Harmonizing the International
Undertaking on Plant Genetic
Resources for Food and
Agriculture with the
FAO established the intergovernmental Commission on Plant Genetic Resources in 1983. In 1995 its mandate was broadened to cover all components of agrobiodiversity of relevance to food and agriculture, and it was renamed the Commission on Genetic Resources for Food and Agriculture (CGRFA). "Agriculture" is taken in the FAO sense to include crops, forestry, fishery and animal husbandry. However, the commission's wider mandate has not yet been implemented for forestry genetic resources. At present 160 countries and the European Union are members of CGRFA.
CGRFA coordinates, oversees and monitors the development of the Global System for the Conservation and Utilization of Plant Genetic Resources for Food and Agriculture, which comprises, inter alia, the non-binding International Undertaking on Plant Genetic Resources for Food and Agriculture, the rolling Global Plan of Action on Plant Genetic Resources for Food and Agriculture, the International Fund for Plant Genetic Resources, Codes of Conduct and Guidelines for the Collection and Transfer of Germplasm and international networks of ex situ collections and in situ conservation areas. CGRFA facilitates and oversees cooperation between FAO and other relevant intergovernmental and non-governmental bodies, including, inter alia, the Conference of the Parties to the Convention on Biological Diversity (CBD).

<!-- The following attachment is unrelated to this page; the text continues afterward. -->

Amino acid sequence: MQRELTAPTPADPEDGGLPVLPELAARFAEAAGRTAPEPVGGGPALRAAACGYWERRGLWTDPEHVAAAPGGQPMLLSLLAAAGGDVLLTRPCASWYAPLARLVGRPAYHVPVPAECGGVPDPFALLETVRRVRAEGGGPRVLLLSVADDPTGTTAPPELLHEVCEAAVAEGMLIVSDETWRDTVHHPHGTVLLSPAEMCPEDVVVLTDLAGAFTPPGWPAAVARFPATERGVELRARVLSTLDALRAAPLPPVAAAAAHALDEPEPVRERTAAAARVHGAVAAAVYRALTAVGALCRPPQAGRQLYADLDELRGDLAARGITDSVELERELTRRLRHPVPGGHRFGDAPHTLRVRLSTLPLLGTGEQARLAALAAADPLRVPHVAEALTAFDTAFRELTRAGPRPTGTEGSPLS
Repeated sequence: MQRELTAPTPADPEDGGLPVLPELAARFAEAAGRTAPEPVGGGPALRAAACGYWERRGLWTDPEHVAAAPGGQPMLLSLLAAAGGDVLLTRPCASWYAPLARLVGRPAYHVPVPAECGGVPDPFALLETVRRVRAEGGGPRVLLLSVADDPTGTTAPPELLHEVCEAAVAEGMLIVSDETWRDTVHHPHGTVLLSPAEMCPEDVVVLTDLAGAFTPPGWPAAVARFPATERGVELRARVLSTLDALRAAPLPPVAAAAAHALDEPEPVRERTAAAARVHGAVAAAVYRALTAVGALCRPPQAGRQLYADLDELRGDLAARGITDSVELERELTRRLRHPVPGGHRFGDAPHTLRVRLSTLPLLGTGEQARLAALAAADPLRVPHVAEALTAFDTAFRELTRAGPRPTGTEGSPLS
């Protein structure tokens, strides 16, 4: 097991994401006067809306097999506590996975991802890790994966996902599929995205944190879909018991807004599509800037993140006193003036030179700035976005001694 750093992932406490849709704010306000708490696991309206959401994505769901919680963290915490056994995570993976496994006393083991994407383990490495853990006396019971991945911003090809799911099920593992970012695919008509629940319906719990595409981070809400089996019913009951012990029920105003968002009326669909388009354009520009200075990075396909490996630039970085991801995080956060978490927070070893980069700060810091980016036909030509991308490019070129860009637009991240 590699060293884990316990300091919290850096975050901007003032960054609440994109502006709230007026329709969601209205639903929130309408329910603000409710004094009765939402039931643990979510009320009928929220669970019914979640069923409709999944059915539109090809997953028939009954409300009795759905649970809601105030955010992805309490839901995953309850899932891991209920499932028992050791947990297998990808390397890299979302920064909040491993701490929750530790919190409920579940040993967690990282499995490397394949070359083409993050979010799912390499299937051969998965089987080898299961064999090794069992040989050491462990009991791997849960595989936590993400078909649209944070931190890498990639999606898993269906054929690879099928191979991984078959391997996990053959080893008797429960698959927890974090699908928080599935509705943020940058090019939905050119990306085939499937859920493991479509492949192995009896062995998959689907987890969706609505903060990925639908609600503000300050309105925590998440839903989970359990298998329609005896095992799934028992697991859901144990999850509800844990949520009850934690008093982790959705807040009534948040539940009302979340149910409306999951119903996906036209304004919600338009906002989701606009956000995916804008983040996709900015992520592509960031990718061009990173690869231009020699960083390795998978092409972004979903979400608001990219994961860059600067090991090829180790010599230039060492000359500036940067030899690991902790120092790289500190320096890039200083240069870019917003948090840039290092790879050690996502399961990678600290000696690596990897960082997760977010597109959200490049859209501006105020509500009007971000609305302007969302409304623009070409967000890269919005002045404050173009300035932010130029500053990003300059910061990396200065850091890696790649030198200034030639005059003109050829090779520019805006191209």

The International Undertaking on Plant Genetic Resources for Food and Agriculture, the first comprehensive instrument on plant (including forest tree and shrub) genetic resources for food and agriculture, was established by FAO in November 1983. Its objective is to ensure that plant genetic resources are explored, collected, conserved, evaluated, utilized and made available for plant breeding and other scientific purposes. Some 113 countries have adhered to this non-binding agreement. The Undertaking was originally based on the principle that plant genetic resources for food and agriculture should be "preserved ... and freely available for use, for the benefit of present and future generations" as part of the common "heritage of mankind". Most countries have generally provided access to plant genetic resources of both agricultural and forest crops in line with the approach described in the International Undertaking, recognizing that no one country is self-sufficient in genetic resources for food and agriculture (including forestry) and that all countries would benefit from this easy access approach.
In 1992 the United Nations Conference on Environment and Development (UNCED) adopted the CBD, which declares "the sovereignty of States over their plant genetic resources". The CBD does not establish or assign any new ownership rights over either biological or genetic resources. It recognizes the value of genetic resources and recognizes that the authority to determine access to genetic resources rests with national governments. Recognizing that the CBD will have a central role in determining policy on plant genetic resources for food and agriculture, CGRFA has agreed that the International Undertaking should be revised accordingly.
The International Undertaking is being revised to harmonize it with the CBD and for resolution of certain issues regarding plants for food and agriculture that were unresolved during the CBD negotiations. These issues include access regimes to ex situ collections not acquired in accordance with the convention, and farmers' rights. The extent to which the revised International Undertaking will explicitly cover or have direct implications for forest genetic resources or international cooperation is not yet clear.